Russell Conwell, the founder and first president of Temple University, is best known for his famous inspirational lecture, "Acres of Diamonds."
At the heart of that lecture was a story about Ali Hafed, a farmer who sold his land in order to go hunting for diamonds all over the world — exhausting all of his money and energy, and eventually committing suicide.
In the meantime, the man who bought his farm soon discovered that the land was on what would turn out to be Golcanda, the largest diamond mine in history. Across every acre of the farmland, below each and every inch, there were diamonds.
You can find Conwell’s entire speech online in several different places, and I have used the Hafed story many times before. It tends
to come in handy when I’m working with clients who have more than 100 clients of their own (sometimes several hundred), but who are, for some reason, still frantically prospecting everywhere to try and find business. They’re cold calling, networking
, advertising, sending out mailings and doing other superfluous activities that might unearth the occasional diamond, but they’re forgetting to first look in their own backyards.
As professionals, the diamonds in our own backyards are the people we know already, particularly our existing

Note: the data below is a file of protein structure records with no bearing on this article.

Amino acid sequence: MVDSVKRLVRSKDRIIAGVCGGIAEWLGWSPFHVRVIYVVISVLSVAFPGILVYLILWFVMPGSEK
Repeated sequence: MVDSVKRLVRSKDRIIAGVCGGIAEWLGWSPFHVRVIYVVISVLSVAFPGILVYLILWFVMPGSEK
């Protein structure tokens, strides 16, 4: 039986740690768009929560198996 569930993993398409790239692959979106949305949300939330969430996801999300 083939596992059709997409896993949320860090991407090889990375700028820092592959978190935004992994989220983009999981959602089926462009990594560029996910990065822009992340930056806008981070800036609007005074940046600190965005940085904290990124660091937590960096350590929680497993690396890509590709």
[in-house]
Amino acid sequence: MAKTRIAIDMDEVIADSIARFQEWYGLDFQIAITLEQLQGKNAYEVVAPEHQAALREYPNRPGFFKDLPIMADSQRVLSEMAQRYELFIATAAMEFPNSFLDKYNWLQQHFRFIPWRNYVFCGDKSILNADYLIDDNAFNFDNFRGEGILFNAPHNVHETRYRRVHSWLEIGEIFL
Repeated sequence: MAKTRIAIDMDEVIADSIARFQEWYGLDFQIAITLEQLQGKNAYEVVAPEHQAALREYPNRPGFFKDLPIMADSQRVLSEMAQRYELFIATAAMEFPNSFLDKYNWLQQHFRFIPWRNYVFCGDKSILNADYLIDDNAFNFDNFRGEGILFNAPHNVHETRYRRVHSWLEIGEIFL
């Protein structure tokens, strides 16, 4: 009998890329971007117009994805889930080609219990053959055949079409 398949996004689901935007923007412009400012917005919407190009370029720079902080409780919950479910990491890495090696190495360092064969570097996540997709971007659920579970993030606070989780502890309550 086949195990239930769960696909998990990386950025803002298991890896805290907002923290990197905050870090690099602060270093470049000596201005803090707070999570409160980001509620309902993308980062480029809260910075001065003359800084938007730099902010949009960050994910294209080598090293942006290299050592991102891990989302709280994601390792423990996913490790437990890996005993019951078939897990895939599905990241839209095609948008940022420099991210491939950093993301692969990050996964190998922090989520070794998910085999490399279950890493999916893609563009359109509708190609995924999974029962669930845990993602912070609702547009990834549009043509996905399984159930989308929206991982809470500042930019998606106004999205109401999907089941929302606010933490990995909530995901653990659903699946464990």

clients and the people they can introduce us to. If they are not fully committed to us and are not yet willingly introducing us to the
people in their lives, we should start digging
here before we wander the globe looking for new sources of business.
These should be your initial steps:
1. Identify your 10 to 20 best clients and rank them.
2. Starting with your number one client, ask yourself these three questions about each:
- Is there a way I can serve her by connecting her with someone in my network?
- Is there another way I can serve him beyond what I’ve done already?
What else can I do to make her my advocate?
3. As soon as you’ve done the analysis for a client, set an appointment with him in which you are prepared to serve, surprise and delight him.
4. Also, decide for each client how you’re going to bring up the idea of being introduced
to someone in her life.
5. Spend time in each appointment learning as much as you can about your clients. As Dale Carnegie, author of "How to Win Friends and Influence People," would say: Be impressed, not impressive.
It takes courage to stop falling into frenetic prospecting and start mining for diamonds, but it will save you invaluable money, energy and time.